That’s the second time you’ve mentioned that word. You really seem to have a problem with it, like it’s some kind of insult or slur. It never occurred to me that it could be taken that way. I hate lots of things; why would I mind being called a hater of them? I will gladly tell the whole world that I am an American Idol hater. For life!

      you elevate the importance of trivial differences like drop shadows

      Taken completely out of context, of course drop shadows are unimportant. My point was, these numerous little visual flourishes add up to an experience that’s more aesthetically pleasing than Google’s.

      I will say it again: the point of the article was to point out one aspect of Apple Maps that’s better than Google Maps. That one thing is design, something that Apple has always excelled at. You’re acting like I’m trying to convince people that Apple Maps are the be-all, end-all of mapping software for all time. As if design is the only thing in the world that matters. As I said in the article, design does not trump usefulness. That doesn’t mean, however, that design should be completely ignored.

      Look around the web, at tech sites and other Apple blogs. Everybody’s regurgitating the same “Apple Maps suck!” stuff over and over again. I wrote this article to offer a counterpoint, to point out one — say it with me, now: ONE — area where they most certainly do not suck.

      I’m not trying to make you forget about the shortcomings of Apple Maps. That would be foolish. I don’t discount the claims of everybody that says Apple’s maps don’t work for them. But I do think “MapGate” (and I can’t believe someone thought the issue worthy of deserving a “-gate” name) has turned into a ridiculously sensationalized news story, awarded with far more media coverage than it deserves.

      It would be one thing if you were being forced to use Apple Maps, but there are plenty of other options available. Enough with the griping. Pick something else and move on.

    3. On the area of design, the smaller roads are only a shade darker than the background. I can’t read it. I love Apple, but this is nuts. And unreadable map speaks clearly to a design flaw which to me, makes form just as awful as function. I would love to ha e been in the meeting where this went from Alpha to Beta, and then from Beta to release. Didn’t anybody point out that you can’t see the smaller roads?

  4. You’re kidding yourself. Elegance is one thing – and I won’t even give you that Apple’s maps are better looking than Google’s – but accuracy and useful is far more important. Here’s something missing from Apple maps: exit numbers off interstates. Kind of useful information if you ask me – but if you prefer to obsess over type fonts, so be it. In my relatively small town, Apple’s maps have businesses listed and placed on the map that are actually in a neighboring town. Guess that’s not a problem if you don’t care about actually using them to find a location.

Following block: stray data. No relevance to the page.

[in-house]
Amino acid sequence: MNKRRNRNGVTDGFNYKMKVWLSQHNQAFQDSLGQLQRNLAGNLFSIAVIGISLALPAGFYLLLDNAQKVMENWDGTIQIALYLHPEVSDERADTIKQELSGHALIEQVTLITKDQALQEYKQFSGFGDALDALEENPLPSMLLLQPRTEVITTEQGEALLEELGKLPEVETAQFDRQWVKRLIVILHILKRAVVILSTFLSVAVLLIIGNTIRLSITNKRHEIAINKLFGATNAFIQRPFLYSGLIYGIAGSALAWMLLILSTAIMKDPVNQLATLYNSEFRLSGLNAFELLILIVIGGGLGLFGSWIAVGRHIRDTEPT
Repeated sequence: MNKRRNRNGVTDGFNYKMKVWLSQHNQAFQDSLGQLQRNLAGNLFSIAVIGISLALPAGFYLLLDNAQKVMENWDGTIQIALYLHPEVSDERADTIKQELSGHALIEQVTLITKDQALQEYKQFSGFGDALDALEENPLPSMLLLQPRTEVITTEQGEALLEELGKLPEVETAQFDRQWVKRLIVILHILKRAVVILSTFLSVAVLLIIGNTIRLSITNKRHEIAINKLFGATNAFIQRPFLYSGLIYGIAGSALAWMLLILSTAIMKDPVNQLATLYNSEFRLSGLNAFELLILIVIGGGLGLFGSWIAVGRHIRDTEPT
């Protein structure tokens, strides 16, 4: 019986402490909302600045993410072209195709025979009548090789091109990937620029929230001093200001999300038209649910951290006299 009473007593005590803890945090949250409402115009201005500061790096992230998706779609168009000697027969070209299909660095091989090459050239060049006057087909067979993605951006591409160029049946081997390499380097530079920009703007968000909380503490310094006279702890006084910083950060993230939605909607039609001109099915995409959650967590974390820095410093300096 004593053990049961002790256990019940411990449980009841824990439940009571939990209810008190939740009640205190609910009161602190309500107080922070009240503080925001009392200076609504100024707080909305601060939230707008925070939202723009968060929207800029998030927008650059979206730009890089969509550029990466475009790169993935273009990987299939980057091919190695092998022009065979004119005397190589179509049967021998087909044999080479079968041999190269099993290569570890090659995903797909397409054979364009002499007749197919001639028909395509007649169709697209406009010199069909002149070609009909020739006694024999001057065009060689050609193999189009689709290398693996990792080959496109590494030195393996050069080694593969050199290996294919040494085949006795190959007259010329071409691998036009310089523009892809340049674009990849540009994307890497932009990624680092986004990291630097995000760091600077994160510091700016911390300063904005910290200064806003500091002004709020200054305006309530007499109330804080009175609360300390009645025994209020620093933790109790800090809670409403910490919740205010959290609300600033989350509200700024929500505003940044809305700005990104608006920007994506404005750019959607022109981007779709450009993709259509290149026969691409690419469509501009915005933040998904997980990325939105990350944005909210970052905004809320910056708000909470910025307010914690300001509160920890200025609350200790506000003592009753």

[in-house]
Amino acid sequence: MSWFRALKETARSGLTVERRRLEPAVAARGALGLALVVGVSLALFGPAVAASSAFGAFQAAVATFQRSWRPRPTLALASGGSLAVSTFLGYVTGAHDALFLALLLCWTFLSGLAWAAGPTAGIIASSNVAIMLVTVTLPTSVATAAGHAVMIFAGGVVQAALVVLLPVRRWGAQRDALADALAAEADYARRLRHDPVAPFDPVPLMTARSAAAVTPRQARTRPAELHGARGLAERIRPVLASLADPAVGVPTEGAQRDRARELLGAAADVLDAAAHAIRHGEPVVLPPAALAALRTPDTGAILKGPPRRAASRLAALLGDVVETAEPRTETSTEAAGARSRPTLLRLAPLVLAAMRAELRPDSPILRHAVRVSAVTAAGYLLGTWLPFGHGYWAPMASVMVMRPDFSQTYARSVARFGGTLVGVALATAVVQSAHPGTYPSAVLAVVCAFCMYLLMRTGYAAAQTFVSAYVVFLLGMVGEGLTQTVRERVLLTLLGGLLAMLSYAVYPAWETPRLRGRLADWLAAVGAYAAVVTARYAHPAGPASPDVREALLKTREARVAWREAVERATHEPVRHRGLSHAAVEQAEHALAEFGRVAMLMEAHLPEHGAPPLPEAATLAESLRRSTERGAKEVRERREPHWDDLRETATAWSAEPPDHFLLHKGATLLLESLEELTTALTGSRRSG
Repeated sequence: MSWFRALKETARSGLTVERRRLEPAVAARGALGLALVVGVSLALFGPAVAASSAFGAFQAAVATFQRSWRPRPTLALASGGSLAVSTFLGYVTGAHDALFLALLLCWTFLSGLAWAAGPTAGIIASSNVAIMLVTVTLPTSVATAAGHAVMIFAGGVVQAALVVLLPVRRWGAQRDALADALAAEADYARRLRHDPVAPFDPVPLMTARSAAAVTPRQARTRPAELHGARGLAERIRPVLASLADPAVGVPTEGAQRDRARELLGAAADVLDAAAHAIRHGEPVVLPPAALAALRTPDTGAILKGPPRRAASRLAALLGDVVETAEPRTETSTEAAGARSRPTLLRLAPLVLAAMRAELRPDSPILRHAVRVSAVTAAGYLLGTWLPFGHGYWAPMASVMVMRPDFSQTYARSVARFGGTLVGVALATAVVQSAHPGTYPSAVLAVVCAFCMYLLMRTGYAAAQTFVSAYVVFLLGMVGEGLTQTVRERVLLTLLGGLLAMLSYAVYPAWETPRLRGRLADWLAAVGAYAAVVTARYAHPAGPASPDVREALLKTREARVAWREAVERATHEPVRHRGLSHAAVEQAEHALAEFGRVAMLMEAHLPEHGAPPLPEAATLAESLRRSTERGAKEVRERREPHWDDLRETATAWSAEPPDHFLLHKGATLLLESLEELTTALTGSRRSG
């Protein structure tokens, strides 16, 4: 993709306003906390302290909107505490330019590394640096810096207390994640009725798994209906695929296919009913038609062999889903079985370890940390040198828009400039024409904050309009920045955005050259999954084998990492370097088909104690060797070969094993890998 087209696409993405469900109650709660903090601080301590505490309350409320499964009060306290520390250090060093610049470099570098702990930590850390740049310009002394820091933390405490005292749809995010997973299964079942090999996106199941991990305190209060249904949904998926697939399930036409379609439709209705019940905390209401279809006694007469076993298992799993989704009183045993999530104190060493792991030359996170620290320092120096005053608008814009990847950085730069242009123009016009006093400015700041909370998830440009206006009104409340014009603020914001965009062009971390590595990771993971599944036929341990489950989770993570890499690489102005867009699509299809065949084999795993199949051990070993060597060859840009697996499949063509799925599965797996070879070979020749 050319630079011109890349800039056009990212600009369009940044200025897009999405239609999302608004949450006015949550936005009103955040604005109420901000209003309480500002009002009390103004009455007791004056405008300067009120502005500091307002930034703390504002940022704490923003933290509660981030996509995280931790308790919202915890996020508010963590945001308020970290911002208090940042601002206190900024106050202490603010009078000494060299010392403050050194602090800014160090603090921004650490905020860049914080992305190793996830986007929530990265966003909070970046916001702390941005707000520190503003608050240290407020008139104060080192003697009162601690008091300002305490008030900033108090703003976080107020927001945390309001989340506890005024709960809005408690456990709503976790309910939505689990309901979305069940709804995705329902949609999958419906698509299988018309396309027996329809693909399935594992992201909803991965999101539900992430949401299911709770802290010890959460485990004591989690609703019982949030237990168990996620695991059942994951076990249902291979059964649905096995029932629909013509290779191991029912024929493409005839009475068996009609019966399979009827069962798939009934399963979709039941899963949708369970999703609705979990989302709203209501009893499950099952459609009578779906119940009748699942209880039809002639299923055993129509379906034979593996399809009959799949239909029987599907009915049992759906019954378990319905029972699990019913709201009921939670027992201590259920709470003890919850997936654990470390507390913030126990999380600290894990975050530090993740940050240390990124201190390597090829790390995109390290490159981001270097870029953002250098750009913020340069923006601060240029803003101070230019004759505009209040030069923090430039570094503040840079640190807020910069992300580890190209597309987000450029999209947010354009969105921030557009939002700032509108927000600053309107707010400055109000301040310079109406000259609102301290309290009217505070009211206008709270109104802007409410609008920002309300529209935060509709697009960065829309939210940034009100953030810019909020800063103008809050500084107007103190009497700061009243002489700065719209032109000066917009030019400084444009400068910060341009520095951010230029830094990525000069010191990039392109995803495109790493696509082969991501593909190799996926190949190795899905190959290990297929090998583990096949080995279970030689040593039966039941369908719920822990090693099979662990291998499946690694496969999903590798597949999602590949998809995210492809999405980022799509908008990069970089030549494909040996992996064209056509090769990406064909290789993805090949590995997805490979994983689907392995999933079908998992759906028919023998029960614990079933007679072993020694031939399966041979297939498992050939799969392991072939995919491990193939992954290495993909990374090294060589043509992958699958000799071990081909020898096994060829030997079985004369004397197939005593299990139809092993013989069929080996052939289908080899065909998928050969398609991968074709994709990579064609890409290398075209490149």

These new Apple maps are an abomination. They’re everything you do not expect to get from Apple – a company that has long prided, marketed and sold its products as the best. They’re a disaster and it’s not just me saying it. Apple’s capitalization is off $30 billion following the release of iOS 6 and the discovery that a key ingredient in their mobile mix is… a sub-par product.

  5. This article is bunk! Apple maps sacrificed functionality for the sake of design. There are many labels that the google maps show for locations that don’t show up in the apple maps. Say I wanted to know where viewpark/windsor hills was? Google shows it. But Apple doesn’t.

  6. Like the old joke about what the fat person when he was insulted by someone:
    “I can lose weight, but you will always be ugly.”

    To paraphrase with Apple telling Google:
    “I can correct any errors, but you will always be ugly.”


    1. I guess that is why we have beauty queens like Miss South Carolina. She might not be smart, but you will always be ugly.


  7. I probably would be considered an Apple fanboy, but even I don’t agree with you. A map’s purpose is to impart information. The shadow streets inside the street grids, the airplane symbols for airports, named places that are missing in your Apple comparison are all both functional and graphic enhancements. The “blankness” of the Apple map is not pleasing or useful. Yeah, I like the drop shadows. How long do you think that simple thing will be adopted by Google?